Labyrinths and mazes were once considered to be the same thing, or nearly so. Today the two are distinctly different, both by definition and purpose. A maze is a kind of game, designed to trick us into losing ourselves. A labyrinth has a more spiritual meaning, and is designed to help us find ourselves. These ancient puzzles fascinate us to this very today.

 

Labyrinth by Kate Mosse  


In the simplest sense, a labyrinth is a winding path following a complex pattern leading to a central spot. Mazes also feature winding paths leading to a center, but there are false leads, dead ends, and circuitous routes to make reaching the center a puzzle to be solved.

 

Traditionally, mazes were built where they could be looked down upon, so that the patterns that were hidden to those at eye-level could be revealed to those above. Today, particularly complex designs are sometimes created using compact shrubs so the pattern will be visible—and thus appreciated—by those at ground level.

 

Goblins of Labyrinth 

 

The “secret pattern” mazes that are most common today originated in Italy only about 600 years ago. Descriptions of mazes can be traced back thousands of years B.C., with references in the cultural histories of the Romans, Greeks, Cretans, Syrians, Celts, and Christians, as well as some Native American tribes. Mazes usually feature hedges of yew, holly, boxwood, privet—even corn. The clipped or sheared hedges resemble sculpted topiary, as in medieval knot garden designs. Low hedge mazes may use compact plants such as thyme, hyssop, and lavender and are often found as central features in herb gardens. Mazes can also be constructed out of stone, logs, bricks, concrete, wood panels, mirrors—even water.     

 

Labyrinths can be architectural features, such as those laid into the floors of some ancient churches. They can be literally sculpted into the earth or laid out as hardscapes, with paths as simple as stone or shreddedbark, or as complex as mosaic. They are created on a flat (or easily“walkable”) surface, and usually feature paths carved from or set into the ground with stones or paving materials. Labyrinths can also be made out of grass or shredded bark, as long as the paths are clearly outlined or defined. Today labyrinths can be found on the grounds of churches and as areas of meditation in parks and other public places.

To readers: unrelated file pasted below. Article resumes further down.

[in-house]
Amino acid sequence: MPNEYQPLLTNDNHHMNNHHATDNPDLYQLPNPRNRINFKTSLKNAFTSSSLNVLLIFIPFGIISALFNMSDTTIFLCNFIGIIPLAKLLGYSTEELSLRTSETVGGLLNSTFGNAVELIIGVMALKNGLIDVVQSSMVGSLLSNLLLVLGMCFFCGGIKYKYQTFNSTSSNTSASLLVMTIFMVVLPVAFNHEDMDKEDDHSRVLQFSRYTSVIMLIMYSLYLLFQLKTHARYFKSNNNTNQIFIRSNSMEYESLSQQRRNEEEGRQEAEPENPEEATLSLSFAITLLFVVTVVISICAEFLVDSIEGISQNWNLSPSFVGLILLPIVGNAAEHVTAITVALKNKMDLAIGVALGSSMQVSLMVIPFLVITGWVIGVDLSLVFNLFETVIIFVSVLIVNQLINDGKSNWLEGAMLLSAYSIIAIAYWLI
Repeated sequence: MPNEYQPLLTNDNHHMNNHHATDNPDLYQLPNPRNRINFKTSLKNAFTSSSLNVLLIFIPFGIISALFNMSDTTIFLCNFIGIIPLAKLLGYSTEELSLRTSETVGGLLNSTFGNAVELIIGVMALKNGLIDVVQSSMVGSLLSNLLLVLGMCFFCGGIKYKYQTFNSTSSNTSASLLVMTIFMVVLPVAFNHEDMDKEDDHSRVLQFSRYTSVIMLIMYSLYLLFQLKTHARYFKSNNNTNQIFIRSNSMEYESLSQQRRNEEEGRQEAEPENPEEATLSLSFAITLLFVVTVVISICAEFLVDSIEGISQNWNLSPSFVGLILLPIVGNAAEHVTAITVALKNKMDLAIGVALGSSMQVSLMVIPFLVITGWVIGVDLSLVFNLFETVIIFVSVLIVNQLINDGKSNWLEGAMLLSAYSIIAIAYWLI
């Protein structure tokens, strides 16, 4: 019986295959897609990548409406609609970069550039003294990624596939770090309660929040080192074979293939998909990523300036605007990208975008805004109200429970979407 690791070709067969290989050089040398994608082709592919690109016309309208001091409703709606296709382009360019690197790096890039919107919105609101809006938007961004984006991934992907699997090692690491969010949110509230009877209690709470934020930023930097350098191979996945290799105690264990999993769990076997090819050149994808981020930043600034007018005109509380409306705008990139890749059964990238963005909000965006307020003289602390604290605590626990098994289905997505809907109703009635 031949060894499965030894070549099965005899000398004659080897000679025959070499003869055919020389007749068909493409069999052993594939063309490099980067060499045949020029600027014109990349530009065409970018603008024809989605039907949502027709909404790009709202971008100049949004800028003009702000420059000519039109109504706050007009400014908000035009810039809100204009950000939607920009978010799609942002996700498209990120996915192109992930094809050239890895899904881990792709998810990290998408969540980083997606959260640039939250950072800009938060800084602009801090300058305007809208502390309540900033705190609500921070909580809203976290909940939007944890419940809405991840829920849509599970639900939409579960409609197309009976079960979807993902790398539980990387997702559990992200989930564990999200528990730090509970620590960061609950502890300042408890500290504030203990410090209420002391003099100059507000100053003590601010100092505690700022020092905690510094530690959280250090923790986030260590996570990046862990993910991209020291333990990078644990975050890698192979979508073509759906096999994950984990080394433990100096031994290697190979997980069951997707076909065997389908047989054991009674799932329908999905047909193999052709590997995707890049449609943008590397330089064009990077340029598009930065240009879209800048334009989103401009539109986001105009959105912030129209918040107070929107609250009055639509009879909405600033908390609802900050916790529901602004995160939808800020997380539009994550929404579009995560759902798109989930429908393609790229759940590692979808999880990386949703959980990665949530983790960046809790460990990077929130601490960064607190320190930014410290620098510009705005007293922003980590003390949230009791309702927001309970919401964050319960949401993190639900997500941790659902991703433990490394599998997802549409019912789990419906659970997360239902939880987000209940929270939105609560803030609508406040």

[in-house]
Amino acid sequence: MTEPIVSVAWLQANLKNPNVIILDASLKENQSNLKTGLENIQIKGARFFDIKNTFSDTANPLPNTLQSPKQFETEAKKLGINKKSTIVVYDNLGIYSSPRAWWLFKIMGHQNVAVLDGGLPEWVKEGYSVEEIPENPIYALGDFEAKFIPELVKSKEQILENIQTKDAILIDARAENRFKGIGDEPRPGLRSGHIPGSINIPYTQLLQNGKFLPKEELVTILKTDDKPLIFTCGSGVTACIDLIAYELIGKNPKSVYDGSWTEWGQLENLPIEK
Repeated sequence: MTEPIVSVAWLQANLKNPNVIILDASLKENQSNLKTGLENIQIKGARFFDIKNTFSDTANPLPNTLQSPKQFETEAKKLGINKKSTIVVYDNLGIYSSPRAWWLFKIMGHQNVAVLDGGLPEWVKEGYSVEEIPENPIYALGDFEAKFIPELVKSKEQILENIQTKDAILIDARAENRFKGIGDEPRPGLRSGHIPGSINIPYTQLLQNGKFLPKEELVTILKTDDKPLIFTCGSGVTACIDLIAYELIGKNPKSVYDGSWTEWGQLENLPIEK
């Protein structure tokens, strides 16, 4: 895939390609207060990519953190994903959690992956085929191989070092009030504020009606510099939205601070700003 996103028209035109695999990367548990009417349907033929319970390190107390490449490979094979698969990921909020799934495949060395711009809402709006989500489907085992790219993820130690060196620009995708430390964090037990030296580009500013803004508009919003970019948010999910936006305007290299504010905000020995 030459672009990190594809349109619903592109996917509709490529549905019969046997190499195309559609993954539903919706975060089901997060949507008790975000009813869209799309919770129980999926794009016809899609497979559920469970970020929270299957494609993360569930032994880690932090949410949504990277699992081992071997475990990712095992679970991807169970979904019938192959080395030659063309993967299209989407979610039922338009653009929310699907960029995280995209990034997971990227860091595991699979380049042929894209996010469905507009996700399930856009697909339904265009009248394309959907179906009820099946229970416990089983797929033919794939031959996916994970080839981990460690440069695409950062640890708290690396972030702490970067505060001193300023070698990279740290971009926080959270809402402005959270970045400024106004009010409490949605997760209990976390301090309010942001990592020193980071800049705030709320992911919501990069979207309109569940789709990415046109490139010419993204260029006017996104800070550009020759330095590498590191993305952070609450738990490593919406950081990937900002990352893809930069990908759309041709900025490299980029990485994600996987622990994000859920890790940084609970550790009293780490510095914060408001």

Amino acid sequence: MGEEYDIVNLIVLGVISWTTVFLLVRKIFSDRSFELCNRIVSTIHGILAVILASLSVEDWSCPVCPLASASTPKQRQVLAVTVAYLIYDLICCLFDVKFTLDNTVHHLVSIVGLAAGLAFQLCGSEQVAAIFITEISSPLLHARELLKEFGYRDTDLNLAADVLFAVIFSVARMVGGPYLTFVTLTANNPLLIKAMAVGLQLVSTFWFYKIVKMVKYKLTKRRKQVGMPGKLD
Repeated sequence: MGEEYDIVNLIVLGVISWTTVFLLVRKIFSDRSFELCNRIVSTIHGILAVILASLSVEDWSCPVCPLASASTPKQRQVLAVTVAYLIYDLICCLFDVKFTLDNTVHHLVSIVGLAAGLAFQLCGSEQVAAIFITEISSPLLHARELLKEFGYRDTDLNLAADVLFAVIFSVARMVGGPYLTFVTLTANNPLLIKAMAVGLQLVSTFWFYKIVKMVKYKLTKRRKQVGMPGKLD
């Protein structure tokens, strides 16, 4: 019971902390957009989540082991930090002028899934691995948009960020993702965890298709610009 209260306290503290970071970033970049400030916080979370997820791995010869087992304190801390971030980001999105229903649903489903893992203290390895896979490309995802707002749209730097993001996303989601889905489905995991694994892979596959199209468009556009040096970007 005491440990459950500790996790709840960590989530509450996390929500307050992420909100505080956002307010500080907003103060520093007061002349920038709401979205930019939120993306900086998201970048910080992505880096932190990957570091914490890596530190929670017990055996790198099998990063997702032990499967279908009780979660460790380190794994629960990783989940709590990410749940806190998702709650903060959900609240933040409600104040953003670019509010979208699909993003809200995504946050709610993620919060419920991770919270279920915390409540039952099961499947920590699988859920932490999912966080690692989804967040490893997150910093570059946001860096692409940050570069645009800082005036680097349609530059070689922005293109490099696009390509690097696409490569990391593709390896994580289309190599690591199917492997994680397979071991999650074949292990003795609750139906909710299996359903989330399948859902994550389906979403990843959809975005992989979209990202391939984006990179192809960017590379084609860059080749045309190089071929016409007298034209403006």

One of the most famous mazes in the world was built in 1690 at Hampton Court in England, where thousands of visitors come to see it—and walk it—every year. Lists of modern labyrinths in the United States and other places can be obtained from The Labyrinth Society.


RECOMMENDED READING:

 

Labyrinths for the Spirit  
  
 

 

               

 

 

 

 

The Way of the Labyrinth

 

 

 

 

 

 

The Healing Labyrinth 

Message Edited by becke_davis on 08-11-2009 04:36 PM
Comments
by Sunltcloud on ‎08-13-2009 01:04 PM

Wow, Becke,

 

I haven't thought of labyrinths for some time. But as I am reading your blog I am reminded of the last two I walked in New Mexico in 2007. These are flat ones. One is in front of St. Frances Cathedral in Santa Fe. It was a meditative experience; I forgot the groups of people who stood on the fringe and wondered what it was supposed to be.

I walked with my camera in one hand and a pen in the other. "Camera and pen, nothing else," I thought all the way in and out.

 

The second one was at the Ghost Ranch in Abiquiu. A most spiritual place, surrounded by red mountains, infused with the presence of Georgia O'Keeffe. It is a plain, gravelly labyrinth, only marked by pebbles and small tufts of grass laid out in a spiral design. A few rocks in the center hold things left behind -  coins, pebbles, flowers, even gum wrappers. I guess everybody feels compelled to leave somthing. I left a tiny teddy bear.

 

Now you made me want to read one of the books you posted. And I want to visit a maze. Thanks.

by Moderator becke_davis on ‎08-13-2009 03:25 PM

I was amazed at how many labyrinths there are! There is one by my sister's church in the Chicago area, and there's one within a few miles of my house in Cincinnati. A local nursery also made a corn maze last year -- I'm noticing a lot of mazes popping up lately!

 

I've been to Santa Fe many times but don't think I've been to St. Frances cathedral. Thanks for telling me about this -- I'll make sure to visit it next time I go there.

 

The Ghost Ranch sounds fascinating -- I'm going to go look that up! 

by katknit on ‎08-15-2009 07:23 PM
There's an outdoor labyrinth at St Bartholomew's Church in Manchester, Ct. The one at Chartres is amazing. In England, there are turf labyrinths called "mizmazes" , and it's easy to confuse mazes with labyrinths. They are different, however.
by Moderator becke_davis on ‎08-15-2009 08:51 PM
I wish we could post pictures on the blogs -- I'd love to see the maze in CT, katknit. Chartres is amazing, and I've been in the maze at Hampton Court -- it's easier to get lost in it than you'd imagine!
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